Take a sneak peek inside an Amazon fulfillment center
When the development thought to be an Amazon fulfillment center goes up in Nampa, it will have a major impact not only on jobs, but also traffic. But to mitigate the effects, the city is asking the developer to pay up.
The Nampa City Council on Tuesday authorized an agreement with the project’s developer, who will fund $14 million in payments and roadway improvements aimed at alleviating the increased traffic expected when construction ends.
The agreement is the work of half a year’s worth of negotiations among the city, the Nampa Highway District, the Idaho Transportation Department and the developer, said Nampa Economic Development Director Beth Ineck. The developer is Panattoni Development Co. Inc. of Newport Beach, California, which has worked with Amazon on other projects.
“They more than stepped up to the plate with their contributions to the city,” she said.
With an estimated 3,000 employees, the fulfillment center — which city officials call “Project Bronco” — could generate about 7,000 trips per day during the peak delivery season, including an estimated 358 truck trips, according to a traffic impact study. The fulfillment center will have 2.6 million square feet, about the size of 15 Walmart Supercenters.
The $14 million will be just a fraction of the overall cost of the $130 million project. Work on the foundation of the fulfillment center alone is expected to cost $7.4 million, the Idaho Press reported.
The developer is allocating most of its construction funds to road improvements near the 62-acre project site, which is located southwest of the intersection of Star and Franklin roads. It will include $3.8 million in upgrades to the Franklin and Robinson Road frontages and $2.7 million to create a traffic signal at the intersection of Franklin and Star. It will also include funds for other intersections along Franklin and Idaho Center Boulevard.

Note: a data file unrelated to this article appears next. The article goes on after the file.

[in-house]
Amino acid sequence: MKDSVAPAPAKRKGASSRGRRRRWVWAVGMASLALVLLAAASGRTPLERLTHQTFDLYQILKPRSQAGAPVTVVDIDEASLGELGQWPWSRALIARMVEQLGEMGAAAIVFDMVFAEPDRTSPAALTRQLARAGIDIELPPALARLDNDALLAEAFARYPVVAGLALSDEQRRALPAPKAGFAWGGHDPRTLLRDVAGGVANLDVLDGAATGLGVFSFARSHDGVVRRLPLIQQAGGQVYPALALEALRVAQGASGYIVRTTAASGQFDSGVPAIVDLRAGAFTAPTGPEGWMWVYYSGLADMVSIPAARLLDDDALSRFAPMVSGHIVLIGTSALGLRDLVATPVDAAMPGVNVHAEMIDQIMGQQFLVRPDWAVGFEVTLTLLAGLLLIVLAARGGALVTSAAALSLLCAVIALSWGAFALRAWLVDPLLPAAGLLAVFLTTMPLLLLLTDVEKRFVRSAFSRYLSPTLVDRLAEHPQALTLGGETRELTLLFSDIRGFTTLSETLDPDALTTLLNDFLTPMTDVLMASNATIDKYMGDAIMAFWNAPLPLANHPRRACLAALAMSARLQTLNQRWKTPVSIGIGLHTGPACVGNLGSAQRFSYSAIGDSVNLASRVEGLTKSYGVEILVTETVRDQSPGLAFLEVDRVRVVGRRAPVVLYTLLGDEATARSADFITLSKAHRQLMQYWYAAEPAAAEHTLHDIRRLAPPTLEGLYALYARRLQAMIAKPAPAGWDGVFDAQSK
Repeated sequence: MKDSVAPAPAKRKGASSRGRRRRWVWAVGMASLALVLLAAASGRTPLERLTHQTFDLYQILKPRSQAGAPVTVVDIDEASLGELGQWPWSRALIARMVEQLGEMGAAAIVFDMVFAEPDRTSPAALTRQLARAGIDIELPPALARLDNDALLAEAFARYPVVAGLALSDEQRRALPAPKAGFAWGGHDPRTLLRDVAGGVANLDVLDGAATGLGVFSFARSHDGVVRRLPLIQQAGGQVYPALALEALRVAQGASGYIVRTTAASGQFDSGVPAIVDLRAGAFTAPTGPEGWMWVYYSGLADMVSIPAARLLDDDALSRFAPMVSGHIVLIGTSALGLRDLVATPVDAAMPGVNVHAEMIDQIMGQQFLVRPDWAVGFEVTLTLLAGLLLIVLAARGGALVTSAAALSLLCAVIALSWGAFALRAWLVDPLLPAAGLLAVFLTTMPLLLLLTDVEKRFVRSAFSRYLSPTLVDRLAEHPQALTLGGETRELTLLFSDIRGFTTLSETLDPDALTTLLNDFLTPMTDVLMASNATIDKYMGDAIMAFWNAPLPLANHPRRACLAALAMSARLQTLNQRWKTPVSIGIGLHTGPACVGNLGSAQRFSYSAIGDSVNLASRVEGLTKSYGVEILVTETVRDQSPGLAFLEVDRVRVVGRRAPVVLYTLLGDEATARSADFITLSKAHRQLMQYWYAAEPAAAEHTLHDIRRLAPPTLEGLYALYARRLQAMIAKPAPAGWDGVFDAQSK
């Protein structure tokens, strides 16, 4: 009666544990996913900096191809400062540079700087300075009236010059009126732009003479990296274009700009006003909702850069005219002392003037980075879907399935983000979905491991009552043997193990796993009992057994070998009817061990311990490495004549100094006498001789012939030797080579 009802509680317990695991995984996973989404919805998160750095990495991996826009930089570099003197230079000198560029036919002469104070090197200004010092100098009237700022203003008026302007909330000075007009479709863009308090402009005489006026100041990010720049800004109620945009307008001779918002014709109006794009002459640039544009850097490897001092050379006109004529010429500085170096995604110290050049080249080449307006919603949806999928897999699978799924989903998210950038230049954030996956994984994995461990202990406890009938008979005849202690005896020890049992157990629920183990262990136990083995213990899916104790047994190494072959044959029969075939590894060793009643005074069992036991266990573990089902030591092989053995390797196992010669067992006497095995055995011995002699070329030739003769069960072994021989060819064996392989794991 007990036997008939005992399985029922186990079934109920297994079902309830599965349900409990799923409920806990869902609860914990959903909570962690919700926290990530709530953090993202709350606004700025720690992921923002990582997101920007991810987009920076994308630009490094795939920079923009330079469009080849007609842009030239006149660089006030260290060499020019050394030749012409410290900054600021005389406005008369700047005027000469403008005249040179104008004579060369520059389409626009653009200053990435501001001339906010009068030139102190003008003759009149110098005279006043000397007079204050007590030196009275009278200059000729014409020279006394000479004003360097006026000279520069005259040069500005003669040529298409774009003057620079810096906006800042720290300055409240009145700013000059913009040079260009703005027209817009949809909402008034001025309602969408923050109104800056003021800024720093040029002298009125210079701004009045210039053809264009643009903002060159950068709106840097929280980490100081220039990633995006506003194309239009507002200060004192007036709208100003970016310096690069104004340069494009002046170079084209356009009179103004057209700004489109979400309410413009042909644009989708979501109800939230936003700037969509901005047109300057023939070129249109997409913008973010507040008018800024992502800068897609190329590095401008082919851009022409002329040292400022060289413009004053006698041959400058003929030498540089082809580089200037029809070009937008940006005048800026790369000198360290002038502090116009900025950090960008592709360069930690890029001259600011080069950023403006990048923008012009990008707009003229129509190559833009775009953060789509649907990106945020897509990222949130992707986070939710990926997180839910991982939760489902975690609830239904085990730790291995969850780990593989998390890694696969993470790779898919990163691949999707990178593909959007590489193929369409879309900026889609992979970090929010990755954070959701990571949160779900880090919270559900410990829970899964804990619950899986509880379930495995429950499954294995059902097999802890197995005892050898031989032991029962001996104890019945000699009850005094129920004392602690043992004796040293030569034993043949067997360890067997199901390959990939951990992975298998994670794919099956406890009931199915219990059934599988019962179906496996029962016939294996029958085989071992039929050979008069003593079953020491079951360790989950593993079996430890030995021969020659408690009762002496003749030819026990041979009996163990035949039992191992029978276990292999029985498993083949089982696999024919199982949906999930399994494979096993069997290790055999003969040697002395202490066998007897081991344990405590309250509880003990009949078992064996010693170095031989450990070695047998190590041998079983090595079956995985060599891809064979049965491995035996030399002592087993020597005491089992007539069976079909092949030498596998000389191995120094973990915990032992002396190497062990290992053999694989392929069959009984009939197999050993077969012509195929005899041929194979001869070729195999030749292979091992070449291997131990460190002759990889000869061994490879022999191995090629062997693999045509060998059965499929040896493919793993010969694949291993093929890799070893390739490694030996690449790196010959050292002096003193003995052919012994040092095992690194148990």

In return for the $14 million, the city agreed to “cooperate with the developer,” which could include expediting the plan review, permitting process and inspections of the road improvements and the fulfillment center, according to the agreement.
Although plans for Project Bronco have been underway for months, the developer has still not closed on the property. If the developer decides it won’t finish its Nampa project, that would mean Project Bronco is off the hook for the road improvements as well. But, if the developer backs out in the midst of road improvements, it would be responsible for completing the improvements or reverting the roads to their original state, according to a memorandum of understanding that the City Council authorized Tuesday night.
The deal nets the city more funds than it would receive through impact fees, the usual levies on development that help to pay for cities’ growing pains. Because it is paying for road improvements, Project Bronco will not pay any impact fees to the city for streets, which would have totaled far less: $262,363. It will pay an estimated $370,000 in other impact fees to the city.
Of the $14 million, an estimated $7 million will be spent by the developer and $5.5 million by the city for its related street improvements, with $1.5 million in contingency funds.
More money could be on the table soon. Project Bronco is looking to leverage Nampa’s funding to unlock further opportunities for state funds. Ineck said that the city is in talks to offer $250,000 of Nampa impact fees to infrastructure improvements for the project, which would help it unlock an additional $350,000 from the Idaho Department of Commerce.
The resulting state grants could help to fund construction for a westbound offramp for Highway 16, a corridor that would benefit both Project Bronco and residents, said City Engineer Daniel Badger.
Ineck said Nampa arranged a similar deal between the state and GoGo squeeZ when the fruit-snack company brought one of its factories to Nampa. But the details of a similar arrangement with Project Bronco are still coming together, Ineck said.
This article has been corrected. A previous version misidentified who would be responsible for reverting roads back to their original condition if the developer starts upgrades but does not finish them. Also, Project Bronco will pay impact fees, but not for streets.